When undertaking tax planning for high net worth clients, trusts can be used as a way of sheltering wealth from inheritance tax in a very efficient manner. However, the Conservative Party manifesto plainly said that they intended to review the mis-use of trusts. Thus, there are justified concerns that the Government may soon try to limit the tax advantages of trusts by tinkering with the current tax legislation.
Inheritance tax can often be the easiest tax liability to mitigate. There are various inheritance tax exemptions that can be used (spousal gifts, the annual exemption and gifts out of post-tax income are examples of these). Gifts can be made to other individuals. Certain investments can provide a shelter against inheritance tax. So why use trusts?
Trusts provide asset protection so that family wealth can be ring-fenced through the generations from inheritance tax. They provide peace of mind for high net worth clients with the ability to plan for the timing of charges rather than being subject to inheritance tax on death. Trusts can also be useful for many other purposes, such as providing a stream of income for one or more beneficiaries, paying school fees tax efficiently for grandchildren, protecting assets for a vulnerable person (examples of which include a disabled relative, a sibling with mental health issues or a child who is profligate or has a drug problem) and to hold assets where there are concerns about relationships breaking down.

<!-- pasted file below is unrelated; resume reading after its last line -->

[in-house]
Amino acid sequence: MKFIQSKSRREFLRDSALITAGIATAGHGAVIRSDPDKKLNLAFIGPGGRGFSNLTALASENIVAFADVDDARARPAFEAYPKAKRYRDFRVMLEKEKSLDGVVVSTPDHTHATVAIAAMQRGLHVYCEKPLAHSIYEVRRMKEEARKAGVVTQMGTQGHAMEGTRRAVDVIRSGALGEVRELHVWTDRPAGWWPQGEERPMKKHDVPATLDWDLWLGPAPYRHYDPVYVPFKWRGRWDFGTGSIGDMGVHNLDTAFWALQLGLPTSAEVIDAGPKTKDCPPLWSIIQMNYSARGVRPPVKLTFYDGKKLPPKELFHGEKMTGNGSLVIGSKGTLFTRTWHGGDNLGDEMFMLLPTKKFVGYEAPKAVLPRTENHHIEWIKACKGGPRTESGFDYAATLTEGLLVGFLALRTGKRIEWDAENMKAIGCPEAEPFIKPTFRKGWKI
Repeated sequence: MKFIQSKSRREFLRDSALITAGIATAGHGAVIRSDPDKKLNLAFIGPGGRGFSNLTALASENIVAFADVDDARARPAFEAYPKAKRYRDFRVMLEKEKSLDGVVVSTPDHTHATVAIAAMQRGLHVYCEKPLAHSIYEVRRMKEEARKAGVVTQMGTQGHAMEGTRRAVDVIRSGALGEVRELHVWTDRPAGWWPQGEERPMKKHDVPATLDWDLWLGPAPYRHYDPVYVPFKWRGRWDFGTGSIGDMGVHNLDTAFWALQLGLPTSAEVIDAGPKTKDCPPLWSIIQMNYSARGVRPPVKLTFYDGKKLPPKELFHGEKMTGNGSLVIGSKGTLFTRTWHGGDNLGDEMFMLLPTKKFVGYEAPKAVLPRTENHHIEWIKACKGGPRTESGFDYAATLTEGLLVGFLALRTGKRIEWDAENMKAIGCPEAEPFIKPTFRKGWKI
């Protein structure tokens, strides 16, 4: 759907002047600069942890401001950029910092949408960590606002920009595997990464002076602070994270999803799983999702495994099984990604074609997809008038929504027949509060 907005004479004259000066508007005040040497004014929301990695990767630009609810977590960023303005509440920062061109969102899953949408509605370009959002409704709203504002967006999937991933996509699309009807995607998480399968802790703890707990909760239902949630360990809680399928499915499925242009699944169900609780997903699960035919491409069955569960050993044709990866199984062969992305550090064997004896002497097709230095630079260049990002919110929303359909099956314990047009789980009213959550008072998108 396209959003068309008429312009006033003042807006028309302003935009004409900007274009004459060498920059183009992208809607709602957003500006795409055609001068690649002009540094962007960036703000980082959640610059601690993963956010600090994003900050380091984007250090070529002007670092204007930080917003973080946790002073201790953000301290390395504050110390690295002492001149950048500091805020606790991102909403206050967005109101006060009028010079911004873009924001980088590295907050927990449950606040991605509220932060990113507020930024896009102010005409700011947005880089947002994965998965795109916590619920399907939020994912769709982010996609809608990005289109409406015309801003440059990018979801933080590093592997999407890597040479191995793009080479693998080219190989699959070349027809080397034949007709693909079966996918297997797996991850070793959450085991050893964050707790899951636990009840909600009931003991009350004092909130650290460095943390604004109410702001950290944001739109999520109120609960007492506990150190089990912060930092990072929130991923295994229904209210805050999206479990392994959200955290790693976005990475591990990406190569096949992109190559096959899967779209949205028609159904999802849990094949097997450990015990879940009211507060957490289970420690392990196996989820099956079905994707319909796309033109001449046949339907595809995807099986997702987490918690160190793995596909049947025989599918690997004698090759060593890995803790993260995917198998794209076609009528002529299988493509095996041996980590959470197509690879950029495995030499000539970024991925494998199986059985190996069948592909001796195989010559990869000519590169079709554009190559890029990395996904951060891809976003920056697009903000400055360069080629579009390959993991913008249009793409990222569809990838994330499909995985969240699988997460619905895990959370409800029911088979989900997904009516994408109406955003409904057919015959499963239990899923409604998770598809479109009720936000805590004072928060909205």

HM Revenue & Customs have been consulting on “simplifying charges on trusts” since 2012. The consultations, which took place over a few years, did not result in any dramatic changes, but it is likely that this will be looked at again, with a view to increasing the tax take from trusts as they could be seen as an easy target.
Having gone through a snap general election earlier this year, where many proposals were suspended in the initial Finance Bill, it doesn’t take a stretch of the imagination to think that the tax rules relating to trusts may again be reviewed. This could occur in the second Finance Bill or in the Autumn Statement this November.
A Ministerial Statement on 13 July said that the Government expected to introduce a second Finance Bill soon after the House of Commons returns after the summer recess in early September. The Statement also said that the proposals that were omitted from the initial Finance Bill will be included in the second Finance Bill. A large number of these proposals affect the taxation of foreign domiciliaries, which will directly impact on Inheritance Tax receipts. It is possible that the Government may wish to capitalise on this by introducing further reforms.
Inheritance tax paid in 2016/17 was the highest amount ever and totalled £4.84 billion. Although inheritance tax receipts are increasing year on year, the tax affects a small proportion of the population. Therefore any announcements by the Government to levy additional taxes on trusts are likely to be welcomed by the majority of the public and press, and could be seen as vote winners. This would also be more palatable than any direct increase in inheritance tax rates.
It makes sense to take urgent advantage of the current trusts regime alongside efficient gifting to provide peace of mind, asset protection and retention of family wealth.
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